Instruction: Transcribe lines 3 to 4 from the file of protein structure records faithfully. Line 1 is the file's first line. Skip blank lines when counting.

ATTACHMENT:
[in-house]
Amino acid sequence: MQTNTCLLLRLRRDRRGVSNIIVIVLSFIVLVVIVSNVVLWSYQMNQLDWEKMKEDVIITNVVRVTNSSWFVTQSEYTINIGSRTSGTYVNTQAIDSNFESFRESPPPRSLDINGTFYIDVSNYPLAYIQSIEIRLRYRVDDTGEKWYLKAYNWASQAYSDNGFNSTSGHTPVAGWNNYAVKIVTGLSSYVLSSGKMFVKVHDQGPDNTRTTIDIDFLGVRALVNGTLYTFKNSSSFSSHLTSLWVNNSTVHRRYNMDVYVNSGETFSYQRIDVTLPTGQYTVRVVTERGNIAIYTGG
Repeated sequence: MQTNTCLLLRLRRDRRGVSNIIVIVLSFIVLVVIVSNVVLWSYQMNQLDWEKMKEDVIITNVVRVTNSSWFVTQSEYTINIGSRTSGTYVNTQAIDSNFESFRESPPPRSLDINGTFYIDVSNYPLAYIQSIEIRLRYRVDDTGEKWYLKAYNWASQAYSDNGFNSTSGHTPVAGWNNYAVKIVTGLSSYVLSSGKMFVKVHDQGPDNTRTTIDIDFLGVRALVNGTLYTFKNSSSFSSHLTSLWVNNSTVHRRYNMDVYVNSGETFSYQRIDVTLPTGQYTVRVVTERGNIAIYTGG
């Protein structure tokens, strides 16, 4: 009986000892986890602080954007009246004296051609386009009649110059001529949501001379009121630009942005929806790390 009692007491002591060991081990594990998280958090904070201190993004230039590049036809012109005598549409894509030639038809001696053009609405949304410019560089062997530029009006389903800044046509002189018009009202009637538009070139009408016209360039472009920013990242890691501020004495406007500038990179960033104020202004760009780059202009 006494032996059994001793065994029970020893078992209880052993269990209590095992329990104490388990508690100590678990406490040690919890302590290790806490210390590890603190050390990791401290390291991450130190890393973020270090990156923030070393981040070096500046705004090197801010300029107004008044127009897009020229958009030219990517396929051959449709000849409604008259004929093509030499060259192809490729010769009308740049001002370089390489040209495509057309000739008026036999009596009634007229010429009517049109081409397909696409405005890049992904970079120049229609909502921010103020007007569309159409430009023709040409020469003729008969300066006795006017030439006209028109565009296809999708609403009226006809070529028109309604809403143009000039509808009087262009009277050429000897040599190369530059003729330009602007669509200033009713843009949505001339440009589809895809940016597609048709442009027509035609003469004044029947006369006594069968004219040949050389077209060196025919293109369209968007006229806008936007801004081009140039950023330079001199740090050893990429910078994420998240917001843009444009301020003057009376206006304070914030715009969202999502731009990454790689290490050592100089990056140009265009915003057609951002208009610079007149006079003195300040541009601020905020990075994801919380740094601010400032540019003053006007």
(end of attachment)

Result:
Repeated sequence: MQTNTCLLLRLRRDRRGVSNIIVIVLSFIVLVVIVSNVVLWSYQMNQLDWEKMKEDVIITNVVRVTNSSWFVTQSEYTINIGSRTSGTYVNTQAIDSNFESFRESPPPRSLDINGTFYIDVSNYPLAYIQSIEIRLRYRVDDTGEKWYLKAYNWASQAYSDNGFNSTSGHTPVAGWNNYAVKIVTGLSSYVLSSGKMFVKVHDQGPDNTRTTIDIDFLGVRALVNGTLYTFKNSSSFSSHLTSLWVNNSTVHRRYNMDVYVNSGETFSYQRIDVTLPTGQYTVRVVTERGNIAIYTGG
């Protein structure tokens, strides 16, 4: 009986000892986890602080954007009246004296051609386009009649110059001529949501001379009121630009942005929806790390 009692007491002591060991081990594990998280958090904070201190993004230039590049036809012109005598549409894509030639038809001696053009609405949304410019560089062997530029009006389903800044046509002189018009009202009637538009070139009408016209360039472009920013990242890691501020004495406007500038990179960033104020202004760009780059202009 006494032996059994001793065994029970020893078992209880052993269990209590095992329990104490388990508690100590678990406490040690919890302590290790806490210390590890603190050390990791401290390291991450130190890393973020270090990156923030070393981040070096500046705004090197801010300029107004008044127009897009020229958009030219990517396929051959449709000849409604008259004929093509030499060259192809490729010769009308740049001002370089390489040209495509057309000739008026036999009596009634007229010429009517049109081409397909696409405005890049992904970079120049229609909502921010103020007007569309159409430009023709040409020469003729008969300066006795006017030439006209028109565009296809999708609403009226006809070529028109309604809403143009000039509808009087262009009277050429000897040599190369530059003729330009602007669509200033009713843009949505001339440009589809895809940016597609048709442009027509035609003469004044029947006369006594069968004219040949050389077209060196025919293109369209968007006229806008936007801004081009140039950023330079001199740090050893990429910078994420998240917001843009444009301020003057009376206006304070914030715009969202999502731009990454790689290490050592100089990056140009265009915003057609951002208009610079007149006079003195300040541009601020905020990075994801919380740094601010400032540019003053006007």